Once an animator has worked over his/her poses (the “extremes”) and redrawn them until they were the best they could be, the animator naturally wants the audience to see the animations and be appealing to them; he/she timed these key drawings to move quickly from one to the next so that the bulk of the footage of the scene would be either on or close to those extremes, by putting the in-betweens close to each extreme and only one fleeting drawing halfway between, the animator achieved a very spirited result with the character zipping from one attitude to another. This was called slow in and slow out.
For example, if a bouncing ball were to move at a true constant speed, it would seem unnatural and defy gravity. Instead, animators use slow in and slow out to spend more time on the ball, compressing and expanding at the peaks and valleys of the bounce. This adherence to realistic physics is what brings the animation to life. The same is true for a character throwing a punch or taking a step – the limb or body part gradually speeds up and slows back down in a believable way.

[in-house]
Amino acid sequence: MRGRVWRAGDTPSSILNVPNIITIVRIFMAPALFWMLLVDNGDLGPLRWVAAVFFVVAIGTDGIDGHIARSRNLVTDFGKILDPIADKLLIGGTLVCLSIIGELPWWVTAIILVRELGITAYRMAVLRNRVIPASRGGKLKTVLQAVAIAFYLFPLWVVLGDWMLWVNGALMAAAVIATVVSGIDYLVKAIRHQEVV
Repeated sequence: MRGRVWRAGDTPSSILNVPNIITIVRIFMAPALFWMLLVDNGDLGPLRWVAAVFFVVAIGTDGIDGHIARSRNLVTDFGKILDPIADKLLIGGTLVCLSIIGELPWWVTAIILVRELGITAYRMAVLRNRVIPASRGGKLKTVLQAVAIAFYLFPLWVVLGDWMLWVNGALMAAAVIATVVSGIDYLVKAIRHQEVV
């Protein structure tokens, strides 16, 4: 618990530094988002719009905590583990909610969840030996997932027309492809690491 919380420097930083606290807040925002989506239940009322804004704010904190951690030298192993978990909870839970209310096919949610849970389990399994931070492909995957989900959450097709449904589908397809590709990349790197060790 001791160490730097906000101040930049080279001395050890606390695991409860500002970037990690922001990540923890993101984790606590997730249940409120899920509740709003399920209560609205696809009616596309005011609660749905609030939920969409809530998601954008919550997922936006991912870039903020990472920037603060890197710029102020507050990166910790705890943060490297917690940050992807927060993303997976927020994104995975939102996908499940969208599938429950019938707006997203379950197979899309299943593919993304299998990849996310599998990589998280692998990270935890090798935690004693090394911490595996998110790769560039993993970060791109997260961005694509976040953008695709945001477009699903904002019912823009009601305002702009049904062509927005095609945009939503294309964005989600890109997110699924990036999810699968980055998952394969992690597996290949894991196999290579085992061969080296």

Why Use Slow In and Slow Out for Animation?
There are a number of reasons why skilled animators rely heavily on the slow in and slow out principle to enhance their work. Natural, lifelike motion By mirroring real-world physics, slow in and slow out creates organic movements that feel subtler and more believable.
This verisimilitude draws the viewer into the animated world. Smoother transitions: The gradual acceleration and deceleration create smoothness between poses, avoiding jarring or unnatural jumps between frames. Personality and character Adjusting the timing and spacing of the slow in and slow out phases allows animators to create the illusion of weight, flexibility, and follow-through on movements.